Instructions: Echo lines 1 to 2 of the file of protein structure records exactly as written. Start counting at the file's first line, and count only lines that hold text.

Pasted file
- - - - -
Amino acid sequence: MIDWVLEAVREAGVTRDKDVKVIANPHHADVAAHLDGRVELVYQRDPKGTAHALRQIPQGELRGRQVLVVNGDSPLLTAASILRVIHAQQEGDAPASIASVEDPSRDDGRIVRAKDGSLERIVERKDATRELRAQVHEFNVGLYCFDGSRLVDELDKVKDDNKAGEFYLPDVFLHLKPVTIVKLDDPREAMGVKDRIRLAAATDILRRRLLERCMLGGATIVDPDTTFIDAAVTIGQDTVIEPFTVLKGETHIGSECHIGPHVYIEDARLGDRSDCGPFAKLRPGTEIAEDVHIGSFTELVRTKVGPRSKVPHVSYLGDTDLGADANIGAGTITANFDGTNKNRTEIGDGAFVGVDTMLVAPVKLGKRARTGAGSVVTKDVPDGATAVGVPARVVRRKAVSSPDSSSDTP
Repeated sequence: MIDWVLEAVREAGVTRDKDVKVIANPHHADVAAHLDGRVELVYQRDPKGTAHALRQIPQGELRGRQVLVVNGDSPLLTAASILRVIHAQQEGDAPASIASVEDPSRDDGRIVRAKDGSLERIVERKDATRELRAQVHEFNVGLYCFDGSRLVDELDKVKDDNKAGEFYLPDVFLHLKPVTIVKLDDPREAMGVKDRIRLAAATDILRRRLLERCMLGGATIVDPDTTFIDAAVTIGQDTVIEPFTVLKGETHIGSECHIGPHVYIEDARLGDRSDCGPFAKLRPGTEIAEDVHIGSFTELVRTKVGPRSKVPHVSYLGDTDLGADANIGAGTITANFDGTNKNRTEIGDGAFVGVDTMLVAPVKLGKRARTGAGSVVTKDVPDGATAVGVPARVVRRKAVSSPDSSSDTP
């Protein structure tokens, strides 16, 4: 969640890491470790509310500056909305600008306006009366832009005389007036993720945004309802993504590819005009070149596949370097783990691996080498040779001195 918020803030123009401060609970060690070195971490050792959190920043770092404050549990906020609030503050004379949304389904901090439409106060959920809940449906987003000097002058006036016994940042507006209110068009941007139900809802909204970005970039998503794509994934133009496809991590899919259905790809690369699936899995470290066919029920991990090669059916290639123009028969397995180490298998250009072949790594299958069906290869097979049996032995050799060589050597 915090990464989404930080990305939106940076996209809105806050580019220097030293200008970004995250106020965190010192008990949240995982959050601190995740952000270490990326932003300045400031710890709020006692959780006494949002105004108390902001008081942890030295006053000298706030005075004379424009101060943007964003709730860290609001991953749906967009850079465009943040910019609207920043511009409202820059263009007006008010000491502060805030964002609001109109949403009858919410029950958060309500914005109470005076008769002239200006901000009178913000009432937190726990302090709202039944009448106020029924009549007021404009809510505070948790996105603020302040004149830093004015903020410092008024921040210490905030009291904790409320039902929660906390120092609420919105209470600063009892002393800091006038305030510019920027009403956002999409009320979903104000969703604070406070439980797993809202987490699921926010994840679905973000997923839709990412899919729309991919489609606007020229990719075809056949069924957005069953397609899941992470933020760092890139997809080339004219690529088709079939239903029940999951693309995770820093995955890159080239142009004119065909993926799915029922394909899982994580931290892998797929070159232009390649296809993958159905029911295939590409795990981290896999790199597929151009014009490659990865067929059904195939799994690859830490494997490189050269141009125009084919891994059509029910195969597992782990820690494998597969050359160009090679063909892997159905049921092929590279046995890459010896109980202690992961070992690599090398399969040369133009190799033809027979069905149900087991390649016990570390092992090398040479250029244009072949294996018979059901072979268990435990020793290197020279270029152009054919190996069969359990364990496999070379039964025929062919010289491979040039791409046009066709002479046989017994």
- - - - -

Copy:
Amino acid sequence: MIDWVLEAVREAGVTRDKDVKVIANPHHADVAAHLDGRVELVYQRDPKGTAHALRQIPQGELRGRQVLVVNGDSPLLTAASILRVIHAQQEGDAPASIASVEDPSRDDGRIVRAKDGSLERIVERKDATRELRAQVHEFNVGLYCFDGSRLVDELDKVKDDNKAGEFYLPDVFLHLKPVTIVKLDDPREAMGVKDRIRLAAATDILRRRLLERCMLGGATIVDPDTTFIDAAVTIGQDTVIEPFTVLKGETHIGSECHIGPHVYIEDARLGDRSDCGPFAKLRPGTEIAEDVHIGSFTELVRTKVGPRSKVPHVSYLGDTDLGADANIGAGTITANFDGTNKNRTEIGDGAFVGVDTMLVAPVKLGKRARTGAGSVVTKDVPDGATAVGVPARVVRRKAVSSPDSSSDTP
Repeated sequence: MIDWVLEAVREAGVTRDKDVKVIANPHHADVAAHLDGRVELVYQRDPKGTAHALRQIPQGELRGRQVLVVNGDSPLLTAASILRVIHAQQEGDAPASIASVEDPSRDDGRIVRAKDGSLERIVERKDATRELRAQVHEFNVGLYCFDGSRLVDELDKVKDDNKAGEFYLPDVFLHLKPVTIVKLDDPREAMGVKDRIRLAAATDILRRRLLERCMLGGATIVDPDTTFIDAAVTIGQDTVIEPFTVLKGETHIGSECHIGPHVYIEDARLGDRSDCGPFAKLRPGTEIAEDVHIGSFTELVRTKVGPRSKVPHVSYLGDTDLGADANIGAGTITANFDGTNKNRTEIGDGAFVGVDTMLVAPVKLGKRARTGAGSVVTKDVPDGATAVGVPARVVRRKAVSSPDSSSDTP